Since announcing her candidacy for the Democratic nomination for president, Senator Kamala Harris hasn’t been able to make up her mind about whether she wants to eliminate private health insurance.
At a CNN town hall in January, she voiced support for nixing private insurance, stating, “Let’s eliminate all of that. Let’s move on.” Then, in May, she said she was misunderstood and pushed for supplemental private coverage. A few weeks later, during the first set of Democratic presidential debates, Harris raised her hand when the moderators asked who on the stage would eliminate private insurance. Hours later, she said she misheard the question, and reversed course.
Now, she claims to have a plan that will supposedly provide health coverage for everyone while “preserving a role” for private insurers.
Don’t believe it. Harris is bent on killing off private insurance and pushing all Americans into a one-size-fits-all, government-run health plan—at an annual cost of trillions of taxpayer dollars.
Here’s how her plan would work. The federal government would roll out a “new and improved Medicare system.” That plan would cover just about every healthcare service known to man, including hearing aids, vision, more mental health services, and “innovative patient programs to help people identify the right doctor.”
The government would automatically enroll every newborn and uninsured American in the new plan. Anyone else could opt to buy into it, including those who currently purchase coverage in the individual market and workers who get insurance through their employer. Harris proposes to phase in her plan over 10 years, in order to provide “a commonsense path” for everyone to adjust to a new healthcare reality.
She says her plan differs from the single-payer proposals backed by Senators and presidential hopefuls Elizabeth Warren and Bernie Sanders because it allows private insurance to continue operating. But that’s only if they “play by our rules.” If they can’t or won’t, “they have to get out.”
Of course, they’ll have to get out eventually. After the 10-year transition period, private coverage would be illegal, just as in the Medicare for All plan sponsored by Sanders and supported by Warren. (They envision a four-year transition.)
Second, Harris’s transition period would be rocky for the more than 180 million people with employer-sponsored health coverage. The private insurers Harris would allow to continue operating would have to provide the same extensive benefits as the new Medicare plans while being “reimbursed less than what the Medicare plan will cost to operate.” Harris also mentions imposing other “stricter consumer protection standards” on private insurers.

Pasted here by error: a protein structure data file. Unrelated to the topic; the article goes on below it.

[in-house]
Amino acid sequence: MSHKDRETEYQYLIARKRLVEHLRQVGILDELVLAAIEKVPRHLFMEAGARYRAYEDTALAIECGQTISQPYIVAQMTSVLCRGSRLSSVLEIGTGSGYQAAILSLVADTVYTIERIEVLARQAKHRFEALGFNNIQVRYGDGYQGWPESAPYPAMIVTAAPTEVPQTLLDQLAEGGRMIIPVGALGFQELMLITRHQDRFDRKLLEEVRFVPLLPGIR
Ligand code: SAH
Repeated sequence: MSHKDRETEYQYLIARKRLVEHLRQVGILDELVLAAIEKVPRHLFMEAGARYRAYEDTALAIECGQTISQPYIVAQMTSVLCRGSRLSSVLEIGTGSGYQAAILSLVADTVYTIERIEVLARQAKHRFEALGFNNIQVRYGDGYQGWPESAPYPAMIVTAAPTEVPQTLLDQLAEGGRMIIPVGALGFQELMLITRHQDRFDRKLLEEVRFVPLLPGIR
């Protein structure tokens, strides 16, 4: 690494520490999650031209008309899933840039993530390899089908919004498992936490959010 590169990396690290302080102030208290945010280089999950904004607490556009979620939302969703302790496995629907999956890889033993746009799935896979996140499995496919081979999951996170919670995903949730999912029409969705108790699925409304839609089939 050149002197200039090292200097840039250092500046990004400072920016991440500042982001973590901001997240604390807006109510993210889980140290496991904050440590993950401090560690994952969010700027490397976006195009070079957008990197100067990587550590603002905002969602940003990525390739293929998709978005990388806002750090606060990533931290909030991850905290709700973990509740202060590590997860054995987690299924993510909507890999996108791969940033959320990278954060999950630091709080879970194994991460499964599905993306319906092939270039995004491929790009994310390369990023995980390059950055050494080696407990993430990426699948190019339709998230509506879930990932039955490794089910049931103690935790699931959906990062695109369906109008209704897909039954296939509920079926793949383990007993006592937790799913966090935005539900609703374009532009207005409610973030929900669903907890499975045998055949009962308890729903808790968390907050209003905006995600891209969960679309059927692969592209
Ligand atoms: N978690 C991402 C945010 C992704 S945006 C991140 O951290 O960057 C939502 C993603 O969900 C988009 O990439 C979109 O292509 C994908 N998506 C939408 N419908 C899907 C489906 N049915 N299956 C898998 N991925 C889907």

Not every insurer will be able to offer gold-plated benefits at costs lower than Medicare’s. After all, the federal program already underpays doctors and hospitals. According to the American Hospital Association, in 2017, Medicare reimbursed hospitals 87 cents for every dollar they spent caring for its beneficiaries. By 2022, Medicare’s payment rates are slated to be 40 percent less than average private insurance rates.
Making life impossible for private insurers may be the point. If they can’t make the math work, then their customers will end up in Harris’s scheme well before the 10-year mark.
In short order, the promised “role” for private insurers will disappear—and Harris’s health plan will be the only one available.
That would be an expensive proposition. Naturally, Harris’s plans to cover the cost are fantasy. She claims her plan would not require a tax increase for members of the middle class—unlike the Sanders/Warren vision for Medicare for All. She’d exempt households with an income under $100,000 from any new taxes to pay for her health plan.
Her big ideas for raising the trillions that would be needed to fund Medicare for All? A financial transactions tax on bond, stock, and derivatives trades. She’d also hike taxes on the wealthy, employers, and investors.
That won’t be enough. Research from the Mercatus Center’s Charles Blahous concluded that doubling all federal individual and corporate income taxes wouldn’t be enough to cover the more than $3 trillion annual cost of Bernie Sanders’s version for Medicare for All. The same would be true for Harris’s plan.
Harris’s healthcare plan aims to be a kinder, gentler form of Medicare for All. But it would still put the government in total control of the country’s health insurance sector—and deprive more than 217 million Americans of the private insurance coverage they currently have.
Sally C. Pipes is president, CEO, and Thomas W. Smith Fellow in Health Care Policy at the Pacific Research Institute. Her latest book is The False Promise of Single-Payer Health Care (Encounter). Follow her on Twitter @sallypipes.